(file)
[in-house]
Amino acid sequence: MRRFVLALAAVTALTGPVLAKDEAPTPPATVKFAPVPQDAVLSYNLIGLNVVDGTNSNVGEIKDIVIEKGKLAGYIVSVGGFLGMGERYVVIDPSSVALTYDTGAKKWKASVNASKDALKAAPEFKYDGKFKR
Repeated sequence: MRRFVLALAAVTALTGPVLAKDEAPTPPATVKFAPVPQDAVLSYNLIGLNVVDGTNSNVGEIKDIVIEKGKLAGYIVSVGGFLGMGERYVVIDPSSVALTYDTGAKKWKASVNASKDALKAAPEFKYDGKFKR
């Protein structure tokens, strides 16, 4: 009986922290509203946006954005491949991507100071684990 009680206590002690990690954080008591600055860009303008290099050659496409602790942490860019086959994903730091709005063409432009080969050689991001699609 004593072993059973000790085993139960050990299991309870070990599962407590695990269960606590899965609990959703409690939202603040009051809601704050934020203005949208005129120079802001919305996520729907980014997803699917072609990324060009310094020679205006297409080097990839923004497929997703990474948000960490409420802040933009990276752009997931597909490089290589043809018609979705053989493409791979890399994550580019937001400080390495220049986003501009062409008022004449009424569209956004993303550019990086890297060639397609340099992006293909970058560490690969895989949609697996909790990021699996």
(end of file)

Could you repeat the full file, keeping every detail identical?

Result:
[in-house]
Amino acid sequence: MRRFVLALAAVTALTGPVLAKDEAPTPPATVKFAPVPQDAVLSYNLIGLNVVDGTNSNVGEIKDIVIEKGKLAGYIVSVGGFLGMGERYVVIDPSSVALTYDTGAKKWKASVNASKDALKAAPEFKYDGKFKR
Repeated sequence: MRRFVLALAAVTALTGPVLAKDEAPTPPATVKFAPVPQDAVLSYNLIGLNVVDGTNSNVGEIKDIVIEKGKLAGYIVSVGGFLGMGERYVVIDPSSVALTYDTGAKKWKASVNASKDALKAAPEFKYDGKFKR
């Protein structure tokens, strides 16, 4: 009986922290509203946006954005491949991507100071684990 009680206590002690990690954080008591600055860009303008290099050659496409602790942490860019086959994903730091709005063409432009080969050689991001699609 004593072993059973000790085993139960050990299991309870070990599962407590695990269960606590899965609990959703409690939202603040009051809601704050934020203005949208005129120079802001919305996520729907980014997803699917072609990324060009310094020679205006297409080097990839923004497929997703990474948000960490409420802040933009990276752009997931597909490089290589043809018609979705053989493409791979890399994550580019937001400080390495220049986003501009062409008022004449009424569209956004993303550019990086890297060639397609340099992006293909970058560490690969895989949609697996909790990021699996």